For Black History Month, Keke Palmer, Sheryl Lee Ralph and More Honor Living Legends Who Changed Their Lives

Contemporary stars pay tribute to Black icons who are still blazing trails, from Denzel Washington to Kareem Abdul-Jabbar, in the pages of this week's PEOPLE

01 of 12

Angela Bassett

Black History Month rollout
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Which one word should I use? Her "radiance"? Her "brilliance"? Her "longevity"? Her "positivity"? And the fact that she is not only someone who is brilliant with how she works, but she is continuing to give back and uplift and not — as Michelle Obama says — to close the door behind her as she walks through it. She's leaving that door open and not only welcoming but encouraging and pushing younger talent through, and younger girls through, and building them up. — Audra McDonald, six-time Tony winner

02 of 12

Denzel Washington

Black History Month rollout
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I think of Glory. I think of his portrayal of Malcolm X. I think of Man on Fire. There's so many things, all the way to The Equalizer. You see so many different performances and his embodiment of a character and his unwavering resolve to be true to his character and also make an entertaining movie. That's something I absolutely love and I'm grateful to have witnessed. — Jay Ellis, actor, Top Gun: Maverick

03 of 12

Stevie Wonder and Quincy Jones

Black History Month rollout
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When it comes to music, I think about people like Quincy Jones and Stevie Wonder; people who are a huge influence of mine, who I'm also able to count as friends now in my life, which is a kind of pinch-me moment. These are people I looked up to over the years and idolized over the years. They are mentors to me, but they're also people who have influenced the way I think about who I want to be in the world and how I want to use my celebrity. — John Legend, Emmy, Grammy, Oscar and Tony winner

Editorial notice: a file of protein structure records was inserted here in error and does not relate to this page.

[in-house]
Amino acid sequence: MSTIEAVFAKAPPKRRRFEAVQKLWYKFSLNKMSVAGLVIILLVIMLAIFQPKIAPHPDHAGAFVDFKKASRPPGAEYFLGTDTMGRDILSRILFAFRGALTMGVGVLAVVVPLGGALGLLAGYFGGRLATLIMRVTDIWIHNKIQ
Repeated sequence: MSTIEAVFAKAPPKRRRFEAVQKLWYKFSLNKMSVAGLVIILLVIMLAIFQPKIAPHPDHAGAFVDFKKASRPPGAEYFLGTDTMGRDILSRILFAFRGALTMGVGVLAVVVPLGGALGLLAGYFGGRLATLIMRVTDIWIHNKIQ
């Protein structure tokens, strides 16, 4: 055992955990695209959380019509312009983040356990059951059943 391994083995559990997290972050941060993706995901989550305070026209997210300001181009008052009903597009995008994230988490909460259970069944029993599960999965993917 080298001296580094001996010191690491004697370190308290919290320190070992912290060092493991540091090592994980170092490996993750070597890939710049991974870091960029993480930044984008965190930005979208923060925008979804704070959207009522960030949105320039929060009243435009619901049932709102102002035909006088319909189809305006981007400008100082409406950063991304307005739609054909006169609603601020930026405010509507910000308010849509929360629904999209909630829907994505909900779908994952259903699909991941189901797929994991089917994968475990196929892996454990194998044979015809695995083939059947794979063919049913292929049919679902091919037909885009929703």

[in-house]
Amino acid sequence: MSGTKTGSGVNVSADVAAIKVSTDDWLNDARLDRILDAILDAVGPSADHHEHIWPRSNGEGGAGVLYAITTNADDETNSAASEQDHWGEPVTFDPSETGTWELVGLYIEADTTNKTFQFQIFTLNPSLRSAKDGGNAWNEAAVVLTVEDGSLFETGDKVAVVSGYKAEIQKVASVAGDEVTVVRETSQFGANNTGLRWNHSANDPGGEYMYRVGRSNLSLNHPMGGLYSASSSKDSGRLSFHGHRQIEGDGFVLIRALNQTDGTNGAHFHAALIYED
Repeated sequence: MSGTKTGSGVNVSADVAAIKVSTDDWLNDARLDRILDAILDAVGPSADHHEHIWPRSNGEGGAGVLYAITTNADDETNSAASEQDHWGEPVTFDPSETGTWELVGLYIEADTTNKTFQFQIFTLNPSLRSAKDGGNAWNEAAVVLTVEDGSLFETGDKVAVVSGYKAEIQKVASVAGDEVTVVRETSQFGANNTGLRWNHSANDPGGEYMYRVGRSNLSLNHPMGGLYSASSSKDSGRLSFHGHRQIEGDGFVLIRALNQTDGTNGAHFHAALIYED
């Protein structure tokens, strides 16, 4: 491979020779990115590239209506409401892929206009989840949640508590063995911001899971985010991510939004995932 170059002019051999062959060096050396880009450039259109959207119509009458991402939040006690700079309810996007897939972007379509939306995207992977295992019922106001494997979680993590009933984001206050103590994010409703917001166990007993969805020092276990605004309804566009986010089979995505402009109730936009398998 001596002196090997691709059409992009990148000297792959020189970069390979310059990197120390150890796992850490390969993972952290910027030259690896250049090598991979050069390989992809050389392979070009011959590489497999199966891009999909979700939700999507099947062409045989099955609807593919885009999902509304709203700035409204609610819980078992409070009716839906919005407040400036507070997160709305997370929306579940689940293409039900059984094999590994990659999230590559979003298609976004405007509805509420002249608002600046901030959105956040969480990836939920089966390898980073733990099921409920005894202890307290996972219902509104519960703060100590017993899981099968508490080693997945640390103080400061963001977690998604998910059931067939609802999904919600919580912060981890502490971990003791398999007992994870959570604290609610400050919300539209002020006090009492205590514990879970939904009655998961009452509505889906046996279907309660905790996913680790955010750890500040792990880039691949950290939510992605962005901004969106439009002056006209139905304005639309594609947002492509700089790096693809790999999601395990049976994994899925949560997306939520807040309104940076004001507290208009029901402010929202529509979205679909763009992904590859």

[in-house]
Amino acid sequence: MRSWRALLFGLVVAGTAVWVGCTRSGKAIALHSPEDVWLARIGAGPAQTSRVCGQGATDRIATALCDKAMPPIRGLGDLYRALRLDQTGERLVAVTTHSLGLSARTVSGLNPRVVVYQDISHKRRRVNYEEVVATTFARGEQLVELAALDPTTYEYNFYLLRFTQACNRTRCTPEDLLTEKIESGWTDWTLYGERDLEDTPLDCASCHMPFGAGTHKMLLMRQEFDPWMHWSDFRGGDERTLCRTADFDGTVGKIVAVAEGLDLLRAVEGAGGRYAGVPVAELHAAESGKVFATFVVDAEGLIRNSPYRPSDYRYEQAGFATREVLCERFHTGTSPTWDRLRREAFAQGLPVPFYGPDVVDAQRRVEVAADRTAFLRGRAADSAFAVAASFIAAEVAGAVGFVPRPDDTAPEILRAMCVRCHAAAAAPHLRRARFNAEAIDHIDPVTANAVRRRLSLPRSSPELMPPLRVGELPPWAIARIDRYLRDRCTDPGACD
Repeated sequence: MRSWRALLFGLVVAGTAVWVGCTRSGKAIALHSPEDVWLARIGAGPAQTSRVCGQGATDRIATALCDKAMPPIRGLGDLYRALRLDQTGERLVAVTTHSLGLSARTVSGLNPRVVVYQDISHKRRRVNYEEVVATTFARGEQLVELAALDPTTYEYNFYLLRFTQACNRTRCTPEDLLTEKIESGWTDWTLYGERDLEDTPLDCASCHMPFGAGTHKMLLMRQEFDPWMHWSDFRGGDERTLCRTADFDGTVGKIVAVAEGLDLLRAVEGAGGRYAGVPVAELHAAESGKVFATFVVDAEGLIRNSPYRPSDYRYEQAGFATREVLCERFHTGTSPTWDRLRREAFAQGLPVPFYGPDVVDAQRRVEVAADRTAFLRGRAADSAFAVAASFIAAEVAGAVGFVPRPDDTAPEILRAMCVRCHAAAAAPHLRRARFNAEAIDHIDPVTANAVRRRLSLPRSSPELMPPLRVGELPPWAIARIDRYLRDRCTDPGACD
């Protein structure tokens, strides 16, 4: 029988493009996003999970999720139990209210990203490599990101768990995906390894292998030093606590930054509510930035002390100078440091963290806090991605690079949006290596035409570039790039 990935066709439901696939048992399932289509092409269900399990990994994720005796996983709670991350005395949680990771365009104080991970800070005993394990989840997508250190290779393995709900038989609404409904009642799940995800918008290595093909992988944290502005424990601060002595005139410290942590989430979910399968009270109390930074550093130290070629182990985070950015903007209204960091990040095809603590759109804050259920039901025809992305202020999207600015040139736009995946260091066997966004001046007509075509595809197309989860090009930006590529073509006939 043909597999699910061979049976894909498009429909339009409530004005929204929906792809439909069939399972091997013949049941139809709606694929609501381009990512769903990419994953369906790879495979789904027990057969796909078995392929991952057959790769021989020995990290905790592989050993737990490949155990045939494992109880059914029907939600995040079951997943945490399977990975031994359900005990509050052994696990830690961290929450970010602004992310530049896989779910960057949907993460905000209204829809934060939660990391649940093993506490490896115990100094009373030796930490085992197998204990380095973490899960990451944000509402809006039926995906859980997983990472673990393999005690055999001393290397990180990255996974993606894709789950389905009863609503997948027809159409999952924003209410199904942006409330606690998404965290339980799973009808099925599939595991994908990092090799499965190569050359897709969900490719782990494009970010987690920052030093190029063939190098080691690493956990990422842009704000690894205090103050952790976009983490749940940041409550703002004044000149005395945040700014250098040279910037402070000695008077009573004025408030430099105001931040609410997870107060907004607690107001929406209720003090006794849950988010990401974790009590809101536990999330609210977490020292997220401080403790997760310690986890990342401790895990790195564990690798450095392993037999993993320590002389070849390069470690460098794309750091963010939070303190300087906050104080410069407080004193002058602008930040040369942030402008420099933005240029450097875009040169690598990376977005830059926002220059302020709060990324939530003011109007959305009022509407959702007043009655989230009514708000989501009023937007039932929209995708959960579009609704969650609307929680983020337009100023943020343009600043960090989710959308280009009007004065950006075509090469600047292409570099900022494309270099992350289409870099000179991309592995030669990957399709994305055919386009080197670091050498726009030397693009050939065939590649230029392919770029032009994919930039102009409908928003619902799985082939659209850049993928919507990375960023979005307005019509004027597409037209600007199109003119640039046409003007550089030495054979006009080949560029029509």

04 of 12

Whoopi Goldberg

Black History Month rollout

You know Whoopi for her stand-up comedy. You know her from The Color Purple. She can do Jumpin' Jack Flash; she can do her one-woman Broadway piece; she can do Till. She's the jester and the king too — someone who is un-bounded. She's an outlaw woman. As long as she has been a part of Till [she plays Alma Carthan, the mother of Deadwyler's character, Mamie Till], she was behind me. There's an image [in the movie] of Alma putting her hand on Mamie's shoulder. That's who Whoopi has been for me — for everyone. — Danielle Deadwyler, actress, Till

05 of 12

Queen Latifah

Black History Month rollout
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She has made such a personal impact on my life. Knowing her and her encouraging me throughout my career — that has been something I have taken throughout my life. Queen Latifah [inspired me by] talking about her work ethic. She always has said that's the difference. You work for it. You stay consistent, and you give everything you have in everything you do. Sometimes in acting you can get wrapped up in what's trending or how to stay on top or be popular, and it's really not about any of those things. To be an actor, to be an artist, is to do [the work], and I think that has always kept me on track. — Keke Palmer, actress, Nope

06 of 12

Alicia Keys

Black History Month rollout
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She is one of the most inspiring for me because of her musicianship and her bravery, as far as her truths and just being who she is. And [growing up], I didn't see any [other] Black women playing piano and singing, and that was a big deal for me. So yeah, she inspires me even still to this day. [To perform with her] was a dream come true. It's crazy to me because I was singing her songs when I was a little girl. — HER, Grammy- and Oscar-winning singer-songwriter